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Across Many Mountains: A Tibetan Family's Epic Journey from Oppression to Freedom

Across Many Mountains: A Tibetan Family's Epic Journey from Oppression to Freedom

Escrito por Yangzom Brauen

Narrado por Yangzom Brauen


Across Many Mountains: A Tibetan Family's Epic Journey from Oppression to Freedom

Escrito por Yangzom Brauen

Narrado por Yangzom Brauen

valoraciones:
4/5 (37 valoraciones)
Longitud:
9 horas
Editorial:
Publicado:
Sep 27, 2011
ISBN:
9781427215154
Formato:
Audiolibro

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Descripción

A powerful, emotional memoir and an extraordinary portrait of three generations of Tibetan women whose lives are forever changed when Chairman Mao's Red Army crushes Tibetan independence, sending a young mother and her six-year-old daughter on a treacherous journey across the snowy Himalayas toward freedom.

Kunsang thought she would never leave Tibet. One of the country's youngest Buddhist nuns, she grew up in a remote mountain village where, as a teenager, she entered the local nunnery. Though simple, Kunsang's life gave her all she needed: a oneness with nature and a sense of the spiritual in all things. She married a monk, had two children, and lived in peace and prayer. But not for long. There was a saying in Tibet: "When the iron bird flies and horses run on wheels, the Tibetan people will be scattered like ants across the face of the earth."

The Chinese invasion of Tibet in 1950 changed everything. When soldiers arrived at her mountain monastery, destroying everything in their path, Kunsang and her family fled across the Himalayas only to spend years in Indian refugee camps. She lost both her husband and her youngest child on that journey, but the future held an extraordinary turn of events that would forever change her life—the arrival in the refugee camps of a cultured young Swiss man long fascinated with Tibet. Martin Brauen will fall instantly in love with Kunsang's young daughter, Sonam, eventually winning her heart and hand, and taking mother and daughter with him to Switzerland, where Yangzom will be born.

Many stories lie hidden until the right person arrives to tell them. In rescuing the story of her now 90-year-old inspirational grandmother and her mother, Yangzom Brauen has given us a book full of love, courage, and triumph,as well as allowing us a rare and vivid glimpse of life in rural Tibet before the arrival of the Chinese. Most importantly, though, Across Many Mountains is a testament to three strong, determined women who are linked by an unbreakable family bond.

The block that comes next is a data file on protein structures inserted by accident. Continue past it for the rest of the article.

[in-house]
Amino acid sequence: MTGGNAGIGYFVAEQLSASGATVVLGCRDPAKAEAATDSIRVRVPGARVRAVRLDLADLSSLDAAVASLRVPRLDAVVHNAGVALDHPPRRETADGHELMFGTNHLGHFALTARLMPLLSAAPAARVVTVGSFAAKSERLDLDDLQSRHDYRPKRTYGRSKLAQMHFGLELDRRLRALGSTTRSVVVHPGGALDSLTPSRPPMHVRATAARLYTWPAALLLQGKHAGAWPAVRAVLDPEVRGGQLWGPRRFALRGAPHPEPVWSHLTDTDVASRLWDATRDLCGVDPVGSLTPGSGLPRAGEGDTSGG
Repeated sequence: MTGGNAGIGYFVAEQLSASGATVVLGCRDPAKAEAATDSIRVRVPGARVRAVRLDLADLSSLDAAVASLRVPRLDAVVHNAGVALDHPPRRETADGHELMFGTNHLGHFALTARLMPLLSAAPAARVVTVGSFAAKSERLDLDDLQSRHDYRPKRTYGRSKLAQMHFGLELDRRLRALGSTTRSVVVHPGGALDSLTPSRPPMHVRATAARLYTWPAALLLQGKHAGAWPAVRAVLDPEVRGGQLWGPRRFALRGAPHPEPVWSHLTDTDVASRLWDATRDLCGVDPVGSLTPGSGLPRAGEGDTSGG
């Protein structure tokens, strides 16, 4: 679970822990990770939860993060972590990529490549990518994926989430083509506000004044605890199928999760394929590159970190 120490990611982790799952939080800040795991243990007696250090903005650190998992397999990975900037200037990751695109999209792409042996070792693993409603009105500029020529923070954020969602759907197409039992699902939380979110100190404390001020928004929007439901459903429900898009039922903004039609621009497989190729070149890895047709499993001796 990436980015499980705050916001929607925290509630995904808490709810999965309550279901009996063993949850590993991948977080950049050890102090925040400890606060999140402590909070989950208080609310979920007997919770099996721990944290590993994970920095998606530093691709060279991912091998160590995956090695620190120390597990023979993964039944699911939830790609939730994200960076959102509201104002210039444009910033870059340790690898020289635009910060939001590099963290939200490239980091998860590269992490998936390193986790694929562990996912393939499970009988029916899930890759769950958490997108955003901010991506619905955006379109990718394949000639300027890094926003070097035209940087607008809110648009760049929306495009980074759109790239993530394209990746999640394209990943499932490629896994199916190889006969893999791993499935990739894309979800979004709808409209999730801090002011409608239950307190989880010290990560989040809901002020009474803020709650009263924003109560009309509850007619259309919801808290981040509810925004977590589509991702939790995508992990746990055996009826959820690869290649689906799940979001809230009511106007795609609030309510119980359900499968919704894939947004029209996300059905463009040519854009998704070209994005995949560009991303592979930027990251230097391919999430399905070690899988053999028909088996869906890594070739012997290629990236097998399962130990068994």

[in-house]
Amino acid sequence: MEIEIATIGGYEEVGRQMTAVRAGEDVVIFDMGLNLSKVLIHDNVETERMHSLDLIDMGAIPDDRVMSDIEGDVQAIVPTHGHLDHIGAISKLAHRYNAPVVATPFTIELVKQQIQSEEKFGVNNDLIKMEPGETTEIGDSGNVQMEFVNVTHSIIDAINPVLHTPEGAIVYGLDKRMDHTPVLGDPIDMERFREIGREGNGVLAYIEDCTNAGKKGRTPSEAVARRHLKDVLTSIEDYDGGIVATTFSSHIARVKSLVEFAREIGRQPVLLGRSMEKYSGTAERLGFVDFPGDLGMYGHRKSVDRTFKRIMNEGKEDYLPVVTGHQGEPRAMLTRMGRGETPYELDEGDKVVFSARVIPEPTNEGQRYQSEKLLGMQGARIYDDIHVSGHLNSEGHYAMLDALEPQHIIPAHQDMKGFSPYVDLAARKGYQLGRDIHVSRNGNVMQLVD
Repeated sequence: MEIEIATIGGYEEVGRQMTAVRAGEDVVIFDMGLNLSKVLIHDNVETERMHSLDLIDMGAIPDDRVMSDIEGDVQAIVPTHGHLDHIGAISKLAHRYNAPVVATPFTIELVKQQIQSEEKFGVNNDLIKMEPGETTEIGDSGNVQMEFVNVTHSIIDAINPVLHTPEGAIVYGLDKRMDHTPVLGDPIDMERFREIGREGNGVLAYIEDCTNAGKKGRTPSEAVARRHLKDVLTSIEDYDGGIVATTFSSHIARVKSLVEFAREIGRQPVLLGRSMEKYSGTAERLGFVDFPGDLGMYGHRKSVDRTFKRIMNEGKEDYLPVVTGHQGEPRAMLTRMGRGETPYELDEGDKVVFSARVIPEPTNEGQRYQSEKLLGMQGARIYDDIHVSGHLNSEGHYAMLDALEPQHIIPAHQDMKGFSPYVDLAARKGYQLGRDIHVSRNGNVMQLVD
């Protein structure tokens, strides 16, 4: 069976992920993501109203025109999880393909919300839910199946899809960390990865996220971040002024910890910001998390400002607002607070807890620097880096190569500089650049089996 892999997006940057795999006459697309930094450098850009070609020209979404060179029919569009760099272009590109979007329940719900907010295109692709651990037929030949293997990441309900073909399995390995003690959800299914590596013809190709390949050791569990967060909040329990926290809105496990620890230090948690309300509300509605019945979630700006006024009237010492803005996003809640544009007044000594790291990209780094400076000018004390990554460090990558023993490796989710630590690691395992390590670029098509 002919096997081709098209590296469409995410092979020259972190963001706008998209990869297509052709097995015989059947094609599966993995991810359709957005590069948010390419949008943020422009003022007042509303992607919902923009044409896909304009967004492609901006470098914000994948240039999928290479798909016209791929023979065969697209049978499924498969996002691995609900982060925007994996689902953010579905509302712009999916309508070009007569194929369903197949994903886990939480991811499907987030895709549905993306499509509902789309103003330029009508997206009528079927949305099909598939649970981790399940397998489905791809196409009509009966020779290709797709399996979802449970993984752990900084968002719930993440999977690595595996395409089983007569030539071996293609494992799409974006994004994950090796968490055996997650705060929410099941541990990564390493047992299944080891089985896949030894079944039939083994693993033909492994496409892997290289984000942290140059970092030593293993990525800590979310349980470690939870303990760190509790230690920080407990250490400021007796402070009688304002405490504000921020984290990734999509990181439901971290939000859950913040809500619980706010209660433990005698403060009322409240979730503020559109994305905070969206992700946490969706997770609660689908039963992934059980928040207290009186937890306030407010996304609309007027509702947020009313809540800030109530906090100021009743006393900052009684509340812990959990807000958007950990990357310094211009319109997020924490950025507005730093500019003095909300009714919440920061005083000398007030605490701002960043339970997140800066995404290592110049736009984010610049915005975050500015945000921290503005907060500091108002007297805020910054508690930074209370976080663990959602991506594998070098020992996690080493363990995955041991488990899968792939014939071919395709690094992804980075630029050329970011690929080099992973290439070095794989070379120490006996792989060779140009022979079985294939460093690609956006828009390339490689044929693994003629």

A Macmillan Audio production.

Editorial:
Publicado:
Sep 27, 2011
ISBN:
9781427215154
Formato:
Audiolibro

También disponible como...

También disponible como libroLibro


Sobre el autor

Born in 1980 to a Swiss father and Tibetan mother,Yangzom Brauen is an actress, model, and political activist. She lives in both Los Angeles and Berlin and has appeared in a number of German and American films. She is also very active in the Free Tibet movement, making regular radio broadcasts about Tibet and organizing public demonstrations against the Chinese occupation of Tibet.

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  • (4/5)
    It is a powerful and very personal story of family, survival, diaspora, bravery, nationalism, and faith.You will feel like you are with this family on their journey from their home country of Tibet, away from the Chinese oppression, to surviving in India, until they settle in Switzerland where a new generation continues the fight to free Tibet. Along the lines of Amy Tan’s The Joy Luck Club, model/actress Yangzom Brauen shares her family story with much emotion and colorful characters.I love how the story is about three generations of Tibetan women and how different their lives turned out. Kunsang lived in the mountains of Tibet and religiously followed the Buddhist teachings she learned as a nun. Sonam was raised mostly in India where she had her first contact with modern civilization and Westerners. Yangzom was born and brought up in comfortable Switzerland, a world away from where the story began. But their love for Tibet never wavered.Read the rest of the review on Reading Good Books.
  • (4/5)
    Thoughts: Ms. Brauen writes of her grandmother, Kunsang's escape from Chinese occupied Tibet in 1959 with her husband and two young daughters. The trek over the Himalayas to reach India was difficult and filled wth heartache. Life in India was not easy either, they were poor, sometimes homeless and not particularly welcome. None the less, through fortitude, hard work and the kindness of strangers they survive. A young student from Switerland changes their lives in a most fortuitous way still despite their new lives they desire to return to Tibet and keep their culture alive and relevant.
  • (5/5)
    This was a fascinating tale of three generations of Tibetan women. The grandmother, a Buddhist nun escaped Tibet as the Chinese took control of the country. She has instilled a love of a culture and country to her daughter and granddaughter. A country they have not seen as she knew it. Throughout the memoir you feel the love of the women for each other and for their past. Buddhism is the glue that binds them together. It also is the glue that binds the books three stories together as they all tell their tales from Tibet to Switzerland to New York.I was enthralled from beginning to end and it made me want to know more about a culture I know so little about.
  • (2/5)